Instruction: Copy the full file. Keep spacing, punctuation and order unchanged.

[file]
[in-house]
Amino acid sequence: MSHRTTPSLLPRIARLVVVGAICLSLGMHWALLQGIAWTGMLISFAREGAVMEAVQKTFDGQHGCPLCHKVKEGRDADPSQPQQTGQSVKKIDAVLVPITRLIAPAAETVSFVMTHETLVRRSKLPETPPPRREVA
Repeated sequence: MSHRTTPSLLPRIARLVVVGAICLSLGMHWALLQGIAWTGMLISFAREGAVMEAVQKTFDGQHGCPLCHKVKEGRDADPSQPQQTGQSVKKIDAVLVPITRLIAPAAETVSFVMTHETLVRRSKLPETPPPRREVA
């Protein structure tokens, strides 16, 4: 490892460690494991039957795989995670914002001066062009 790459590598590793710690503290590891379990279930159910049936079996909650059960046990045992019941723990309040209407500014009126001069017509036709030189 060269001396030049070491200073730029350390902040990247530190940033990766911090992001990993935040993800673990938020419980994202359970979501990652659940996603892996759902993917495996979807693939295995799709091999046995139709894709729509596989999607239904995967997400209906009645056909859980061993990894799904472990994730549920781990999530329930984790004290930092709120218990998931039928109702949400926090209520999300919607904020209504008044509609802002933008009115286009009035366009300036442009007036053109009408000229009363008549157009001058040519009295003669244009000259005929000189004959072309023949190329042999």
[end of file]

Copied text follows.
[in-house]
Amino acid sequence: MSHRTTPSLLPRIARLVVVGAICLSLGMHWALLQGIAWTGMLISFAREGAVMEAVQKTFDGQHGCPLCHKVKEGRDADPSQPQQTGQSVKKIDAVLVPITRLIAPAAETVSFVMTHETLVRRSKLPETPPPRREVA
Repeated sequence: MSHRTTPSLLPRIARLVVVGAICLSLGMHWALLQGIAWTGMLISFAREGAVMEAVQKTFDGQHGCPLCHKVKEGRDADPSQPQQTGQSVKKIDAVLVPITRLIAPAAETVSFVMTHETLVRRSKLPETPPPRREVA
């Protein structure tokens, strides 16, 4: 490892460690494991039957795989995670914002001066062009 790459590598590793710690503290590891379990279930159910049936079996909650059960046990045992019941723990309040209407500014009126001069017509036709030189 060269001396030049070491200073730029350390902040990247530190940033990766911090992001990993935040993800673990938020419980994202359970979501990652659940996603892996759902993917495996979807693939295995799709091999046995139709894709729509596989999607239904995967997400209906009645056909859980061993990894799904472990994730549920781990999530329930984790004290930092709120218990998931039928109702949400926090209520999300919607904020209504008044509609802002933008009115286009009035366009300036442009007036053109009408000229009363008549157009001058040519009295003669244009000259005929000189004959072309023949190329042999």